Corn is a remarkable plant and food source. Virtually every part of it can be utilized, it was one of the first renewable food sources. In addition to eating fresh, the kernels can be dried and ground into a flour-like substance used to make tortillas and cornmeal products called masa harina. The dried corn husks can be used as a wrapping for tamales and are often made into primitive dolls. The primary use for corn continues to be feed for livestock, while about 30% is used for industrial and commercial uses and 10% is exported. Corn has over 100 by-products being produced which include dyes, paints, oil for soaps, syrups, starches, corn gum (used as a rubber substitute), vegetable substitutes for lard and butter, insulating materials, and various chemicals.

 

There are many ways to utilize corn and corn products. Some recipes include cornbread, corn cakes (also called Johnny cakes or hoecakes in the South), corn pudding, creamed corn, succotash, soup, and of course straight corn on the cob. Corn has, in one form or another, graced Thanksgiving dinners since 1621. One of the earliest American desserts was a concoction of cornmeal, milk and molasses called cornmeal mush or hasty pudding. The literary society of Harvard has been called the “Hasty Pudding Club” since 1795.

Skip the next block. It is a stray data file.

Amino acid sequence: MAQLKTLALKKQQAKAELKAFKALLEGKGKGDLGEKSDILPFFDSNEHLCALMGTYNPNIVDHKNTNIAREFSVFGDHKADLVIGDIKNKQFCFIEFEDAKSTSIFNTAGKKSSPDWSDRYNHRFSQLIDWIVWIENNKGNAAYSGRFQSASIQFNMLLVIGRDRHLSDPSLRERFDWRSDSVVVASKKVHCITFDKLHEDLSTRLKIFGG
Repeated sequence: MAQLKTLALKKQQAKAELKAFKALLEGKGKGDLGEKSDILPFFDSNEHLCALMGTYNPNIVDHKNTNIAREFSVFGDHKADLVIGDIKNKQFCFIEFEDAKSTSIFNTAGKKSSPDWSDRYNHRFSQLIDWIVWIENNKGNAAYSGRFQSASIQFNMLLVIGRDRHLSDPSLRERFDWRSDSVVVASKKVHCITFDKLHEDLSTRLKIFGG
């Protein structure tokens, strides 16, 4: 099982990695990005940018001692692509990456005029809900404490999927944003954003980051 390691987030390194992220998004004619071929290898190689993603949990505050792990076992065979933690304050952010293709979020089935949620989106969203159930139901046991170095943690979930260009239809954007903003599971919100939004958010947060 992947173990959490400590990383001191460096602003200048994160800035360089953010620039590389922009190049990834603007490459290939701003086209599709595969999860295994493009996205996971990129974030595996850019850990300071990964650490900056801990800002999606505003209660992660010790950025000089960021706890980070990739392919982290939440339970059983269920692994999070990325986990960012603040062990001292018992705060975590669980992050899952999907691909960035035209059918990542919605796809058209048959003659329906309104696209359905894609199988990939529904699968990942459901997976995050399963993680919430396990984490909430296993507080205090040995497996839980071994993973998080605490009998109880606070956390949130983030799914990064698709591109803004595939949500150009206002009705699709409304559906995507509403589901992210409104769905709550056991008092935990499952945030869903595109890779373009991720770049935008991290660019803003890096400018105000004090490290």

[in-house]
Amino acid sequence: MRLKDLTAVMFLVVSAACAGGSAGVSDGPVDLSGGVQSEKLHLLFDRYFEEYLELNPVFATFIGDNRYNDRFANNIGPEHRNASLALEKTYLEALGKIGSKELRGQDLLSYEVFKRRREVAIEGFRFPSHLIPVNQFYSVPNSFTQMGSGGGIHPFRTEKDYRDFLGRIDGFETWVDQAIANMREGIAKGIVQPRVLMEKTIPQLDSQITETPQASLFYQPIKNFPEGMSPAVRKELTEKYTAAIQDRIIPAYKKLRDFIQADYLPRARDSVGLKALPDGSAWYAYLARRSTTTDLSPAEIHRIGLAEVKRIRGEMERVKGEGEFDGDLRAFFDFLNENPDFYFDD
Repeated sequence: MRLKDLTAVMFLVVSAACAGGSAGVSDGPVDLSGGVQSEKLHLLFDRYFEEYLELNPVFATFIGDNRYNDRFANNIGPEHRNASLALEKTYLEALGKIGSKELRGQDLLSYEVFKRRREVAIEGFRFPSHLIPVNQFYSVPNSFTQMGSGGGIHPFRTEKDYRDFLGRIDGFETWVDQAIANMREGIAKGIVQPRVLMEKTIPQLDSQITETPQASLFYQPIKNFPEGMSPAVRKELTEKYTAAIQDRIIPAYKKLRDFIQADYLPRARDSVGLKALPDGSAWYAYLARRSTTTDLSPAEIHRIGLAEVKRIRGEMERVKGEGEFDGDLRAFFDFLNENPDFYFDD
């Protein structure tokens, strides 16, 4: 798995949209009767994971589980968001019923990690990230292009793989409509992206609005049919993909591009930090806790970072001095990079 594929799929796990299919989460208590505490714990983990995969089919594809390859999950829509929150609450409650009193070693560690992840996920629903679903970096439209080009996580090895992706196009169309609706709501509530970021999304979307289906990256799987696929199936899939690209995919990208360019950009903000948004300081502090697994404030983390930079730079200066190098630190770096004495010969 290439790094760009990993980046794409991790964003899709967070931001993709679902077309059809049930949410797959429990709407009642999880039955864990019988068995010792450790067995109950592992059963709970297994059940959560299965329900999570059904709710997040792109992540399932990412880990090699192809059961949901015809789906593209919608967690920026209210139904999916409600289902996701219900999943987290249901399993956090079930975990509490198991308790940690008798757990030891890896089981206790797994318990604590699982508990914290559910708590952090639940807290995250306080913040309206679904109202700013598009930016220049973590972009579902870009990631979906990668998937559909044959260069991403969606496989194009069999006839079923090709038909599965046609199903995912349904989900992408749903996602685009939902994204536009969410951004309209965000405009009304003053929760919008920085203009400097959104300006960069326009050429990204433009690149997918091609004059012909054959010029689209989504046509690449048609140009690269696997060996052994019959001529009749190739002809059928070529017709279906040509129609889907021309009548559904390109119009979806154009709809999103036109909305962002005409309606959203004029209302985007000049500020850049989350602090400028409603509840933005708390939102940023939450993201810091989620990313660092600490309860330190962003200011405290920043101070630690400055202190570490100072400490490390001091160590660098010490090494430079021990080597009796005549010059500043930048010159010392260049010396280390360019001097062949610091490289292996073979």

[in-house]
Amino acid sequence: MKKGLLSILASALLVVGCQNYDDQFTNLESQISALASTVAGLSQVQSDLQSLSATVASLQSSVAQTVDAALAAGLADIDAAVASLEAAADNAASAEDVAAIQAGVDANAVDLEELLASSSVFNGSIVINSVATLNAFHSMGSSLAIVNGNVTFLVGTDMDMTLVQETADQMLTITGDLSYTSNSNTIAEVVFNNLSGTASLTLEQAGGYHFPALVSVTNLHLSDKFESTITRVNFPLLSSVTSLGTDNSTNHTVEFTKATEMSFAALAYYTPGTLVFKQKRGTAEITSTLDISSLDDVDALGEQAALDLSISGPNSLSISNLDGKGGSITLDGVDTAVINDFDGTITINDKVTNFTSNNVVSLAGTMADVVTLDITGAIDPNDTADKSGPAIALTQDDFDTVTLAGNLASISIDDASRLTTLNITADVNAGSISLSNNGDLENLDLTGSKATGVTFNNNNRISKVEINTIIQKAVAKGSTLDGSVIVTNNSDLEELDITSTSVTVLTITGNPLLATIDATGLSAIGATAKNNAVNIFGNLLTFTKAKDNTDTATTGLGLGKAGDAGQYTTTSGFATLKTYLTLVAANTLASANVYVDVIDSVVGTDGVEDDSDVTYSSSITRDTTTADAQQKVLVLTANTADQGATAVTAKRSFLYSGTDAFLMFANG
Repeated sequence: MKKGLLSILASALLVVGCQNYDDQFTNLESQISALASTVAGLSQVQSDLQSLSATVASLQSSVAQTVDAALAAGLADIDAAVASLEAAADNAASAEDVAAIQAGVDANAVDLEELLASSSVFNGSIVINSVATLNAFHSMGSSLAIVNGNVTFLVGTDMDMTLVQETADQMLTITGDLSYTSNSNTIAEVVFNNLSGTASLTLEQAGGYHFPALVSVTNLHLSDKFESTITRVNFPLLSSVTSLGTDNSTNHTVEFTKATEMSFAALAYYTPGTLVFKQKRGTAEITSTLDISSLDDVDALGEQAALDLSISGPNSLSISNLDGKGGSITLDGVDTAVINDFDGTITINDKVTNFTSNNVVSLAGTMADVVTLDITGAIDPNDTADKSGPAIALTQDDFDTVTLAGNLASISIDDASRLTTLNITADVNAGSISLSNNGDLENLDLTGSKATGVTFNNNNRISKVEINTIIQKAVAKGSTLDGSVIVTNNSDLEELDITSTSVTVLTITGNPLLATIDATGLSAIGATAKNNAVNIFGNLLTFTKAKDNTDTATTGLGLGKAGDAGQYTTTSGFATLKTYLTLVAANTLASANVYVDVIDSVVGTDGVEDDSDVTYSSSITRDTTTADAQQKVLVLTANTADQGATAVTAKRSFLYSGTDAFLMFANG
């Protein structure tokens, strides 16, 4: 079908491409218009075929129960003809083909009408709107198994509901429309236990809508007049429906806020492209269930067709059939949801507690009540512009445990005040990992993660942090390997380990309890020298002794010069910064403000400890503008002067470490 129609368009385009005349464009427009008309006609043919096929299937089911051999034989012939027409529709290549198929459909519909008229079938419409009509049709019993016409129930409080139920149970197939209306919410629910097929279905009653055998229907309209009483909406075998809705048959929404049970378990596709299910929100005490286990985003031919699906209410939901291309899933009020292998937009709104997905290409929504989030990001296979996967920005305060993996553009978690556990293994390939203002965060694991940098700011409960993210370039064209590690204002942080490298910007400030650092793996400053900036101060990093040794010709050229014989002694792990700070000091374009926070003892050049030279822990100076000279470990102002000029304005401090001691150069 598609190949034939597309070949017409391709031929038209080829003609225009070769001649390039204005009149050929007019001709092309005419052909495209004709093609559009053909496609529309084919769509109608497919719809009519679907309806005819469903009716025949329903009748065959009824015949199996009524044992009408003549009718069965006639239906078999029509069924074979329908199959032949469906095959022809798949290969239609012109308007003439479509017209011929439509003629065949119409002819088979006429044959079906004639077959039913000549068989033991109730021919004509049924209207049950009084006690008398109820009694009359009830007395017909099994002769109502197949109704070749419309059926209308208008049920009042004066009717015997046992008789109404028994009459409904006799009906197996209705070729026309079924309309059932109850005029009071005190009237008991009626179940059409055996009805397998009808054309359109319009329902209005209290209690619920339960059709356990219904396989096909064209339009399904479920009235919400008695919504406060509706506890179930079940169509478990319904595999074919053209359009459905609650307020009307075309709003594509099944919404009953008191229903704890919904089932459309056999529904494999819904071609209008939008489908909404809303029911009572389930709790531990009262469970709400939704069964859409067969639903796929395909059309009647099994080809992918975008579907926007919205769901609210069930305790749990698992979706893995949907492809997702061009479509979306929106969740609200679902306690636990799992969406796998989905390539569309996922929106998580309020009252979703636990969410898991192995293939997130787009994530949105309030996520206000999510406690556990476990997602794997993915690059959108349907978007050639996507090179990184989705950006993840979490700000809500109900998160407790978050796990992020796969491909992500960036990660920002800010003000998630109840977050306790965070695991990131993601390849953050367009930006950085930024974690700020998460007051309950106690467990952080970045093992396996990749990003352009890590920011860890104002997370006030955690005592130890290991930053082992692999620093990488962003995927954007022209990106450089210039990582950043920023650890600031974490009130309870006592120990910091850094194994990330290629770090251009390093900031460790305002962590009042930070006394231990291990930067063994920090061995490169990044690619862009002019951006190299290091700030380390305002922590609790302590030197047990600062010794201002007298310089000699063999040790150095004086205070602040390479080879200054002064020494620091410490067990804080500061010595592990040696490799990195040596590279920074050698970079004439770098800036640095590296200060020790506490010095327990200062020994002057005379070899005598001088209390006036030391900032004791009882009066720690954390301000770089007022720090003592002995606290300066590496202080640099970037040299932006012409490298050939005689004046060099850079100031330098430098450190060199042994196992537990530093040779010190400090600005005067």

Sweet & Spicy Corn Pudding; Jane Bonacci, The Heritage Cook 2013

Anyone want a bite?

 

While this pudding is best straight out of the oven when the crust is crunchy and hot, it reheats well and can be made in advance. If you are looking for an item to bring to a holiday dinner, barbecue, or potluck dinner, this travels beautifully and only needs a little reheating prior to serving.